It is easier to outline these problems than suggest what should be done about them. In a situation of mutual distrust, almost any solution will generate controversy. Partisan commul leaders and commul electoral mobilization should be exposed. Leadership - political, social and intellectual - has to work for this political reconstruction. Definitive resolution of problems may be inorditely difficult but substantial alleviation is not. So, it is the cry of the hour to establish good governce in India. Simultaneously the public should pay utmost effort to make themselves conscious politically. At a time when the India-Chi border dispute is hogging the limelight and causing unease in the Indian establishment, many festering inter-state border disputes in the Northeast that are sowing seeds of discord seem to elude the attention of policymakers at the Centre. As tensions mounted and relations deteriorated, the concerned states tried to resolve the issue by holding negotiations. Unfortutely, negotiations failed and third party intervention was sought to resolve the matter. For instance, in 2005, the Supreme Court had instructed the Central government to constitute a boundary commission to settle various inter-state boundary problems in the Northeast. The Centre had earlier constituted two commissions, the Sundaram Commission (1971) and the Shastri Commission (1985), to settle the Assam-galand border dispute. These commissions failed to resolve the matter as the concerned states did not accept their recommendations. In a significant move, galand, Assam and Meghalaya decided to co-operate with each other to solve their respective border disputes with Assam. They strongly favoured negotiations with Assam and opposed any third party intervention. However, given the track record of such talks, it is time the Centre took a bold initiative to facilitate a fair settlement of the festering border problems in the Northeast. Growing indiscipline and unrest among the student community may take the form of bandhs, lathicharges, gheraos and even stabbing by the crimil elements on the campus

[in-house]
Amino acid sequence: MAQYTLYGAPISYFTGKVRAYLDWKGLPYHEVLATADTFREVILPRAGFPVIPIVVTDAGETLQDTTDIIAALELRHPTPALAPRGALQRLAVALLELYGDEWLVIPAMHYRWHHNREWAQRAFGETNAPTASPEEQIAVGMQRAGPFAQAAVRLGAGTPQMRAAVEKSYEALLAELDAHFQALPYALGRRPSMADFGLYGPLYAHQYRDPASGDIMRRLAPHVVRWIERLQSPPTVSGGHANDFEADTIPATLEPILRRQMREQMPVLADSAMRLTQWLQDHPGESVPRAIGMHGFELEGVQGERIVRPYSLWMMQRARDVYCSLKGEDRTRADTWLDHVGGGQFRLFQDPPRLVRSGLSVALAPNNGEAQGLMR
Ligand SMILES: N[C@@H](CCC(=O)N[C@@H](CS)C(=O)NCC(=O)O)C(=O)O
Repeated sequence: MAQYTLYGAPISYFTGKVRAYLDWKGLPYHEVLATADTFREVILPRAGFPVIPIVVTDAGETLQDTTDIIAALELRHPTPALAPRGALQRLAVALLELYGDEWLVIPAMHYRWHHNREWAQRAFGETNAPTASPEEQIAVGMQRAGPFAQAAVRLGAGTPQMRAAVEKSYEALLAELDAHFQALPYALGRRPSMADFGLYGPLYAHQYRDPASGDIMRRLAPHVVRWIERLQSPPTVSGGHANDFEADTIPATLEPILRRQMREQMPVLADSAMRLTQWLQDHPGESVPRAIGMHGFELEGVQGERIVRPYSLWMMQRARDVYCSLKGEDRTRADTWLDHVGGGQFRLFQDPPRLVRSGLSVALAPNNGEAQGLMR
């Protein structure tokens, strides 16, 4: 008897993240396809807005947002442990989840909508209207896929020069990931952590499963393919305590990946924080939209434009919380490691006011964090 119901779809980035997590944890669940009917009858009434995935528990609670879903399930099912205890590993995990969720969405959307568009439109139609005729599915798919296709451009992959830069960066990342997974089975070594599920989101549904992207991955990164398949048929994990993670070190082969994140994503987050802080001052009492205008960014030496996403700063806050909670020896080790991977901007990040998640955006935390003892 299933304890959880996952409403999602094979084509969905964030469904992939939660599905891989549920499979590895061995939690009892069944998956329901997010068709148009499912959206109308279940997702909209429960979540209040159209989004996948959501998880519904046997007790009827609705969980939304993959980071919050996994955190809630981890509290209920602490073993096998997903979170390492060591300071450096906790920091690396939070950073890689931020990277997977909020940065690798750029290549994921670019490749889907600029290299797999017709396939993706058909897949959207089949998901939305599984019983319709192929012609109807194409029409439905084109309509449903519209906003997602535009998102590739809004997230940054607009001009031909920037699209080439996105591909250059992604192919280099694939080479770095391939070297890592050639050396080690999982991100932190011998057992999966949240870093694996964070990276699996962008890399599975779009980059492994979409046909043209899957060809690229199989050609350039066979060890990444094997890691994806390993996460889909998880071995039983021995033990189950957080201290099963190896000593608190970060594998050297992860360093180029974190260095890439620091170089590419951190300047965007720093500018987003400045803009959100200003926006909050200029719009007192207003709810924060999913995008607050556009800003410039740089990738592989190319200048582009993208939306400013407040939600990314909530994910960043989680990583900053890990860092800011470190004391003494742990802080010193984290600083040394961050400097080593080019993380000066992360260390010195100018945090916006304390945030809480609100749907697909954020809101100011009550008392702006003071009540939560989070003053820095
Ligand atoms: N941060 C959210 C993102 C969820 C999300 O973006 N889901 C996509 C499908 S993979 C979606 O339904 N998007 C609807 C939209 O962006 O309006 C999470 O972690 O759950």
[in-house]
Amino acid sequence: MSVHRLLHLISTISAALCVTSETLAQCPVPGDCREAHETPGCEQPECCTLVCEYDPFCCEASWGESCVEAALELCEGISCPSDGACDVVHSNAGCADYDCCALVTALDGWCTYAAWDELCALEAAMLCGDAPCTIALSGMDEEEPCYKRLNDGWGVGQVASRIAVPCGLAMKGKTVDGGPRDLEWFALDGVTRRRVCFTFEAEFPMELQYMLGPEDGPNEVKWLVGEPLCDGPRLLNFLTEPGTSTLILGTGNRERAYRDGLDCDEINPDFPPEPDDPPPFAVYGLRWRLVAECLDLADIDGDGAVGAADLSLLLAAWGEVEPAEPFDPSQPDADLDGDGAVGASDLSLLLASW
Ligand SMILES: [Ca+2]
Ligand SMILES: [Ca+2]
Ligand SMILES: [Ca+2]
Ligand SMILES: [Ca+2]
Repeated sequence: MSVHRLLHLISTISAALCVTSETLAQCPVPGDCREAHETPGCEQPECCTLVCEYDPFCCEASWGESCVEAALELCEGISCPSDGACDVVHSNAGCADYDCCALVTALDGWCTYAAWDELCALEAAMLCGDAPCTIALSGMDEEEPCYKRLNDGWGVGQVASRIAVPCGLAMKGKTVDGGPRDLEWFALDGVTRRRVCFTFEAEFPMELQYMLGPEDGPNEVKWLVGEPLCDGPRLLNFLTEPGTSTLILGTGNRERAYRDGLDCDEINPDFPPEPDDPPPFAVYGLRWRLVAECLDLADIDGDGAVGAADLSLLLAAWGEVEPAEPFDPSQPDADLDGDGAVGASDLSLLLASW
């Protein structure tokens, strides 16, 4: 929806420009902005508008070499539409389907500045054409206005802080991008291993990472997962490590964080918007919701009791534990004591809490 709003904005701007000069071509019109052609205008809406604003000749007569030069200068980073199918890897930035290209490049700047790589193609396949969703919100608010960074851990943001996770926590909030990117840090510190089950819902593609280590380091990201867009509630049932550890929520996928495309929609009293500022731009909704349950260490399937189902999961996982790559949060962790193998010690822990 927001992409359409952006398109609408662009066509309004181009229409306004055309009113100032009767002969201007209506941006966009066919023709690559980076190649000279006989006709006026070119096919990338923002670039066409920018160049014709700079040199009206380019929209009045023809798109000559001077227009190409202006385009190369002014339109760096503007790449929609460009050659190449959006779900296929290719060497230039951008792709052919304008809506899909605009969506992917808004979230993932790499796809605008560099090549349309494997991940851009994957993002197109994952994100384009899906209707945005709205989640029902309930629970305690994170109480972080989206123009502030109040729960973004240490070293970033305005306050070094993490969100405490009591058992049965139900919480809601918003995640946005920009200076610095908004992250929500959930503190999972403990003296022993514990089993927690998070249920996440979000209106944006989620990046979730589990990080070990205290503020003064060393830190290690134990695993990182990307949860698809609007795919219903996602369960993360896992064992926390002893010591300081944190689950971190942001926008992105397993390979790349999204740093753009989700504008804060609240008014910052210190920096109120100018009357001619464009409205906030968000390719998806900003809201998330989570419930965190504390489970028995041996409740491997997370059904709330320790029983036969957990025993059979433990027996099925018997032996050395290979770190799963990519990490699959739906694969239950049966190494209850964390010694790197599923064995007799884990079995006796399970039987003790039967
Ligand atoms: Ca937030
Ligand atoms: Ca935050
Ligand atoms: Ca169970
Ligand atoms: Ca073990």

It is time the Centre took a bold initiative to facilitate a fair settlement of the festering border problems in the Northeast. It can do so by either persuading the concerned states to come to the negotiating table and seek a solution or by constituting a boundary commission whose recommendations would be binding on the parties involved. Needless to say, a quick and speedy resolution of these border issues has become necessary given the Central government’s renewed emphasis on the overall development of the Northeast. This goal can only be achieved by purging strife and promoting greater co-operation among these states to usher in an era of peace and prosperity in the region. Above all, the government as well as people of the North East region should keep their mind with a vision of educatiol progress, riding over the obstacles of 21st century, the concerned government and public should try strive to get the blessings of the century and even follow the way of actual consciousness by implementing the educatiol policy and progressive scheme in a right direction, suitable to the millennium development goal.
We should dream of a time, when no students will have to go, in large numbers, to other States for their higher studies. Development should be holistic; there should be an integration of education, social, economic aspects of development along with sufficient allocation of funds for infrastructure building. This is especially essential for the North Eastern states of India.
(Priyanku rayan Baruah. Lecturer, R.D college, Digboi can be reached at Ph#.8811836885 & E-mail:alwayspriyanku @gmail.com.)